The Swiss Federal Institute of Technology (ETH) is one of the world’s leading universities. As ushers of many of the technological evolutions of the past century and a half, it’s no surprise ETH-Bibliothek (the university’s library) has accumulated a digital asset archive so valuable that even Google took notice.
It’s also not surprising an organization like this would take such care in choosing a digital asset management (DAM) system to manage its archive—and make it easily accessible via the world’s favorite search engine.
Canto Cumulus wasn’t the first system ETH-Bibliothek considered—it was the last. Cumulus offered the balance of power and control ETH-Bibliothek needed to securely publish information online and handle virtually unlimited Internet use. To simplify account management, Cumulus could integrate with the university’s LDAP system—another big plus. But best of all, Cumulus was an open system the library could integrate with the world’s premiere marketing tool—Google—to lead Internet users right to the university’s virtual front door.
ETH-Bibliothek started digitizing its photo archive during the late 1990s, and for good reason, explains Dr. Rudolf Mumenthaler, Head of Innovation and Marketing for ETH-Bibliothek.
“Images had become increasingly important for teaching, documentation and research. We had to make our archive accessible.”
Quickly outgrowing their first digital asset management (DAM) system, Mumenthaler knew ETH needed something more powerful to keep pace with increasing demand from other departments.
“Each department needed their own taxonomies and metadata. Plus, they wanted control over who saw their images, for digital rights management reasons.”
Mumenthaler carefully considered no fewer than six DAM systems before deciding on Cumulus.
“Among our main requirements were the ability to provide catalogs to each department, offer cross-platform support, and the system had to be Web accessible with no user software required.”
Cumulus easily met Mumenthaler’s initial requirements, but the benefits went even deeper.
“Cumulus offered image processing and conversion options that other systems didn’t. It’s very useful, for example, that lecturers can find images and download them as PowerPoint slides.”
But it was distribution control that topped the requirements lists of the university departments.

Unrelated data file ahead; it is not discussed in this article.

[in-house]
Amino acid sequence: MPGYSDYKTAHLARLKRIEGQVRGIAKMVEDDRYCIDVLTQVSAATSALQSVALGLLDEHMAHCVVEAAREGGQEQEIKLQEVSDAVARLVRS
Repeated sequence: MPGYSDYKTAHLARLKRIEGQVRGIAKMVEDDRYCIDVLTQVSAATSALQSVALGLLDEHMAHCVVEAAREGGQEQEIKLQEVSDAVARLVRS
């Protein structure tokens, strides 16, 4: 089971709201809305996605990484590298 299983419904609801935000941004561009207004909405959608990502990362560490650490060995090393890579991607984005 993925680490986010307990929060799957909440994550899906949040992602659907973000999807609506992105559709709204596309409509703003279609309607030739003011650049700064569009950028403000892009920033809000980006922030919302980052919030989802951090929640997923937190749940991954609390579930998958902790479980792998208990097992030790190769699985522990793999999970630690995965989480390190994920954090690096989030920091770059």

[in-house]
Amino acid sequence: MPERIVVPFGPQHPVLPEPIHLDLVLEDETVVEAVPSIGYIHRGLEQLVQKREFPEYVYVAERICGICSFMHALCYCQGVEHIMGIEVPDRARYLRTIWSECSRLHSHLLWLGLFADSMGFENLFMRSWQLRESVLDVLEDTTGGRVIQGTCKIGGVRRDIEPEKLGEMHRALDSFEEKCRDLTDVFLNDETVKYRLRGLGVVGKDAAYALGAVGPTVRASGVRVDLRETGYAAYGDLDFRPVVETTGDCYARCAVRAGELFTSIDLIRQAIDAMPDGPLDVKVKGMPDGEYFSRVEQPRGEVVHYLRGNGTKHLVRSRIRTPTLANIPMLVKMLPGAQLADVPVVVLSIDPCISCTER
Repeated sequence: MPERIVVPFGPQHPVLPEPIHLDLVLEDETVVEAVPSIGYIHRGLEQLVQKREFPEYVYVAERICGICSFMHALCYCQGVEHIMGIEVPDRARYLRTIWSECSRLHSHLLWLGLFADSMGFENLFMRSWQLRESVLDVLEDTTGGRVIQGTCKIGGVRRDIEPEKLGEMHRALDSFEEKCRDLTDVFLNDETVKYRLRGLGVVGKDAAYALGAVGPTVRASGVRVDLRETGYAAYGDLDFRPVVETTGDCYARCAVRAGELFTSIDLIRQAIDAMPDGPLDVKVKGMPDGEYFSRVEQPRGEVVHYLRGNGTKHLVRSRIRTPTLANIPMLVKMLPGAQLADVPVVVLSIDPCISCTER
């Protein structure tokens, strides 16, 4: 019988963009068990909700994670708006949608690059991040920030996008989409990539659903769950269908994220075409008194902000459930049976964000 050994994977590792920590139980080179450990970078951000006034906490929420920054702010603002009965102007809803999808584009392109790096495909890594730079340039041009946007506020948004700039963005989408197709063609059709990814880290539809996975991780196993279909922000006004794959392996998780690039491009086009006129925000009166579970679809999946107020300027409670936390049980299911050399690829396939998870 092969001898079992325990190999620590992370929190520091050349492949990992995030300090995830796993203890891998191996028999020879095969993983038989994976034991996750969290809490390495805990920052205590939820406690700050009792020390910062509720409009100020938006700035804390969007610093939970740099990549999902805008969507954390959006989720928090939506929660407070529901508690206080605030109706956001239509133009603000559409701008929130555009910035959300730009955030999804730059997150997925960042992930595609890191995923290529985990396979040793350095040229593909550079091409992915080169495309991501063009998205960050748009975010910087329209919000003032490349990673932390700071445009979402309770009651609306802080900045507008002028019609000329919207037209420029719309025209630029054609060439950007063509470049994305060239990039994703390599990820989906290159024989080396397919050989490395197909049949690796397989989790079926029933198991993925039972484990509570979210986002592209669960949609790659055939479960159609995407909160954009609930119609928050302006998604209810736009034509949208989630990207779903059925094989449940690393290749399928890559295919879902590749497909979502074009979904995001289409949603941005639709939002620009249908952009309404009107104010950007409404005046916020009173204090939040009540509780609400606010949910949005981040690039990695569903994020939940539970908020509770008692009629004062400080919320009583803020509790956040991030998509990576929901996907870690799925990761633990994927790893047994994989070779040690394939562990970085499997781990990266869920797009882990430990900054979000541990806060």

“Success of the project depended on access and distribution control, and Cumulus had the best solution for this.”
Mumenthaler admits it was difficult for some departments to see the benefits of DAM at first, but that changed once Cumulus was launched.
“Our initial plan was that 10 catalogs would justify the system. Today we have 18.”
The flexible Cumulus API enabled ETH to customize the program to suit its needs.
“We built our own Web access software so we could offer our own user interface.”
Cumulus interfaces were also built for the university’s LDAP system, storage area network (SAN), Web CMS Silva, and the library’s “Knowledge Portal,” which will soon provide a Google interface to library images.
Canto partner, Interaktion, made the integrations even easier for ETH, says Mumenthaler.
“We have good experiences with Interaktion— they know Cumulus very well.” Canto also offered ETH some help, when needed.
“We needed to mirror metadata to an SQL system. Cumulus didn’t support this at the time, but Canto made that happen by the next release.”
In cooperation with Google, ETH built a Google/ Cumulus interface to further the system’s reach. Google image search provides links directly into Cumulus where users can learn more about an ETH image, preview it with zoom and pan, and download it too. The integration bolstered ETH’s Cumulus Web traffic by a staggering 2,000% in 12 months.
Additional departments will get their own catalogs, and to boost revenues from commerical asset use, a PayPal link is planned.
For Dr. Mumenthaler and ETH, Cumulus was money well spent.
“Without Cumulus, I don’t know how all these services could be offered. There might be an alternate solution, but I can’t think of one.”